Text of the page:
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A public service: Derry clerk's personal sacrifice
For four years, the Derry Town Council has kept expenses down by forbidding Neale from creating new positions. As such restrictions sometimes do, this one led to complications not just for Neale but for the public. It could leave the clerk's office shorthanded during lunchtime, when people often stop by to do some town business. It also could keep Neale at the window rather than doing other tasks.
Neale proposed hiring a part-time clerk's office employee in the next fiscal year. To make that work financially, she cut her own salary by $5,000.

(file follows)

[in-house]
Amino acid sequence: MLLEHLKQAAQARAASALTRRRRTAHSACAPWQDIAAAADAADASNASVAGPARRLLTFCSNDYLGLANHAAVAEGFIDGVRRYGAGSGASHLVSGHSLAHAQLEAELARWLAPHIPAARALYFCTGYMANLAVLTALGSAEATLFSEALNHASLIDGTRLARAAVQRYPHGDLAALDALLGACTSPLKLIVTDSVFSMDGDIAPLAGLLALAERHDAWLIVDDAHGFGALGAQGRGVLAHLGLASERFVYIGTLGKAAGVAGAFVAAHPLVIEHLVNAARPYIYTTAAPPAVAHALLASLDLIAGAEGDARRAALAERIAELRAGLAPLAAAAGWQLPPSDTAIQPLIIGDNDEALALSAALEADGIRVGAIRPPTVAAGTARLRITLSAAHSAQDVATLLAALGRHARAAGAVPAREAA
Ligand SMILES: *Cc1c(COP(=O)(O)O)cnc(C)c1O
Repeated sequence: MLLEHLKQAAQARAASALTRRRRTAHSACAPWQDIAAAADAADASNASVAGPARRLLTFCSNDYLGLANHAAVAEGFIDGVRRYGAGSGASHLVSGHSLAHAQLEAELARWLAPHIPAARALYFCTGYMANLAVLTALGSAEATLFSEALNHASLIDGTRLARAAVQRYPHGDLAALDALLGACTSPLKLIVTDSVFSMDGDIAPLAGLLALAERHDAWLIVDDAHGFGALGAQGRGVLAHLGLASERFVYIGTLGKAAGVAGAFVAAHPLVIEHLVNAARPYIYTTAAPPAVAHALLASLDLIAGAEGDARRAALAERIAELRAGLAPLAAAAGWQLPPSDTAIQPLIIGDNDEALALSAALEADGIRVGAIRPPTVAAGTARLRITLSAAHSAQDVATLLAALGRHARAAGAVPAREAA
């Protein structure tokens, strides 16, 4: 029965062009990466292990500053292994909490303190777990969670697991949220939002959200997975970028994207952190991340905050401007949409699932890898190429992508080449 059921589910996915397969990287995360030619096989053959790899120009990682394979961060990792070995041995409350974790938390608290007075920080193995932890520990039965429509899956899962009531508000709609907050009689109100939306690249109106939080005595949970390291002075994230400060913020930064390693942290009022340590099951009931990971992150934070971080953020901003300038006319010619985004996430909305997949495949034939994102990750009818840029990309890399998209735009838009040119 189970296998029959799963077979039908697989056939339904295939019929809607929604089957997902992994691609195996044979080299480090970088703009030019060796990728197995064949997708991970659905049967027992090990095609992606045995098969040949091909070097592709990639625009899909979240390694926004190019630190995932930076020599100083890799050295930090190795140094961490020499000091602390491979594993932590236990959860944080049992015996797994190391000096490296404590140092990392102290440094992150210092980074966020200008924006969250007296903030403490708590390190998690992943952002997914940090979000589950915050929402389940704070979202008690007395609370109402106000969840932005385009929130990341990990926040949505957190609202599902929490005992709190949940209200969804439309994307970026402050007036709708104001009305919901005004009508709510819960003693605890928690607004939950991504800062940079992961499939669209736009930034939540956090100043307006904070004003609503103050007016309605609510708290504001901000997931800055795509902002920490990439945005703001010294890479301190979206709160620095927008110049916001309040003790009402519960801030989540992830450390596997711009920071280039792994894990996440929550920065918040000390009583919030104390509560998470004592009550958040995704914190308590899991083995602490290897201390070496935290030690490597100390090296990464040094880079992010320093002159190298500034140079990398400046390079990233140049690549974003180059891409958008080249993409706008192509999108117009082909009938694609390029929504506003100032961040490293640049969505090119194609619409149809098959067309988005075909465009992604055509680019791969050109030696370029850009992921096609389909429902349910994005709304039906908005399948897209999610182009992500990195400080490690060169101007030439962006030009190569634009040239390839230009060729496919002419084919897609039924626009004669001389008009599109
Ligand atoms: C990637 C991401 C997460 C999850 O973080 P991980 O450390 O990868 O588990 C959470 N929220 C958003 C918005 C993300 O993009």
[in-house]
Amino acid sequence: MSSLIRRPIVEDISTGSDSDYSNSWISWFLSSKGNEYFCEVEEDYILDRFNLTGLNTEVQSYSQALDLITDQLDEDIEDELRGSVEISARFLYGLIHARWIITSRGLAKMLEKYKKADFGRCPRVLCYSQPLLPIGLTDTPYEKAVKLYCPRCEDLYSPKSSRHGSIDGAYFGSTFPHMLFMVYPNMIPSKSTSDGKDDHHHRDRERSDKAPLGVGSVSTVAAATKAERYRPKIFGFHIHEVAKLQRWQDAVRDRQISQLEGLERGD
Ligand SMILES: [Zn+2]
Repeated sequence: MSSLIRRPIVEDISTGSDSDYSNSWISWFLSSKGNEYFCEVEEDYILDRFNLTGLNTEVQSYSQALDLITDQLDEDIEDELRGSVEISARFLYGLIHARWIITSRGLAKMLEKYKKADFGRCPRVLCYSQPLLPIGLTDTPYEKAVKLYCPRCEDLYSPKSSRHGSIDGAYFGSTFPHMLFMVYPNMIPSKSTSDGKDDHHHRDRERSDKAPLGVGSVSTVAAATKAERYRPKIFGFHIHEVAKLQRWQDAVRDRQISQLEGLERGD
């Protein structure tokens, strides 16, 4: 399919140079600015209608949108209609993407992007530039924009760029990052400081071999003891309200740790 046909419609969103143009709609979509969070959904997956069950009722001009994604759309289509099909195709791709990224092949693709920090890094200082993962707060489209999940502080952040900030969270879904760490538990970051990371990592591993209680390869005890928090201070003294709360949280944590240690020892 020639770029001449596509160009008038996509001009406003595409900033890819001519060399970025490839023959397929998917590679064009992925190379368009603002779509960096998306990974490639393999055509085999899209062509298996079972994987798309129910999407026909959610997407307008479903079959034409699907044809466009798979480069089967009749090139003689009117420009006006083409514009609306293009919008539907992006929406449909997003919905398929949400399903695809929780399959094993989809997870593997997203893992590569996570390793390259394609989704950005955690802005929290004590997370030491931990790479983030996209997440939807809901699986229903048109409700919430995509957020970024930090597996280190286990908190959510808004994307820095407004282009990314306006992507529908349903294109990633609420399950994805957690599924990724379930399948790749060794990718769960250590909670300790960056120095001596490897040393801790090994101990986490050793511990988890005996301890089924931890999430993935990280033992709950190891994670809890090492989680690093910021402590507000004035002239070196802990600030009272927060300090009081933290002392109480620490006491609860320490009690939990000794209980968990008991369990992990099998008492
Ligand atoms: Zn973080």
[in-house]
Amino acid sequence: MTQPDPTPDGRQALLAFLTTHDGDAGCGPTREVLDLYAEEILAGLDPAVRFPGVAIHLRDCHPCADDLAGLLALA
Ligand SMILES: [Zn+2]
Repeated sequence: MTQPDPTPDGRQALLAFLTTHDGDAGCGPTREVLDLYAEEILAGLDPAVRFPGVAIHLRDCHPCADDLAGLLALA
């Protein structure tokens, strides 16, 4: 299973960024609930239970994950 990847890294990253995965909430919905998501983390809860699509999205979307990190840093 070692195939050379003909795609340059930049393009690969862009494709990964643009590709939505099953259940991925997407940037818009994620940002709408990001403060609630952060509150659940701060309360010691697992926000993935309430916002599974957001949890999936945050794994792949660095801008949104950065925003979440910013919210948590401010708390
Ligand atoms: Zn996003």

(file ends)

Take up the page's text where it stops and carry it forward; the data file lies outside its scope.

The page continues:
"The directive has been to have no new employees. I thought that if I gave up some of my income, I could get a part-time person. It's as simple as that," she said.
Public officials often say that new employees are essential. They often say that important work won't get done unless the bureaucracy is grown. Rarely does one put her money where her mouth is.
Public employees certainly have sacrificed before. For example, Manchester police officers, fire fighters and other unionized employees voted not long ago to cut costs and save jobs by taking compensation cuts. But it is even less common in our experience to see a manager like Neale volunteer for a pay cut so the people can be better served. That is a notable act of public service.
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